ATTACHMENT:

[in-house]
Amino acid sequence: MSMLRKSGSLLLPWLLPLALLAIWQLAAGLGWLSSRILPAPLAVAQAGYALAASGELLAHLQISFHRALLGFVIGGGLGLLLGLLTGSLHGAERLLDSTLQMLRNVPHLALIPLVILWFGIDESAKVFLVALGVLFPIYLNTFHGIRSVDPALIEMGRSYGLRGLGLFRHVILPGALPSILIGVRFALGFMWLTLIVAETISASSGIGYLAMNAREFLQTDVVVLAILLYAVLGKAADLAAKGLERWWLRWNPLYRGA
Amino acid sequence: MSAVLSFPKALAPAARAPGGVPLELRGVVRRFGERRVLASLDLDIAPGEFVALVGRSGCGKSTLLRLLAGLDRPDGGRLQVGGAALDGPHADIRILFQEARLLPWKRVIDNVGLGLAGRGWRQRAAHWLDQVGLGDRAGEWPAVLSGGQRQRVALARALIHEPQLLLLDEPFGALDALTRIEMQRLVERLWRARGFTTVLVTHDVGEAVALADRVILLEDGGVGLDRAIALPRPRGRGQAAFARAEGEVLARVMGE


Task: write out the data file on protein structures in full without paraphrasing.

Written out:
[in-house]
Amino acid sequence: MSMLRKSGSLLLPWLLPLALLAIWQLAAGLGWLSSRILPAPLAVAQAGYALAASGELLAHLQISFHRALLGFVIGGGLGLLLGLLTGSLHGAERLLDSTLQMLRNVPHLALIPLVILWFGIDESAKVFLVALGVLFPIYLNTFHGIRSVDPALIEMGRSYGLRGLGLFRHVILPGALPSILIGVRFALGFMWLTLIVAETISASSGIGYLAMNAREFLQTDVVVLAILLYAVLGKAADLAAKGLERWWLRWNPLYRGA
Amino acid sequence: MSAVLSFPKALAPAARAPGGVPLELRGVVRRFGERRVLASLDLDIAPGEFVALVGRSGCGKSTLLRLLAGLDRPDGGRLQVGGAALDGPHADIRILFQEARLLPWKRVIDNVGLGLAGRGWRQRAAHWLDQVGLGDRAGEWPAVLSGGQRQRVALARALIHEPQLLLLDEPFGALDALTRIEMQRLVERLWRARGFTTVLVTHDVGEAVALADRVILLEDGGVGLDRAIALPRPRGRGQAAFARAEGEVLARVMGE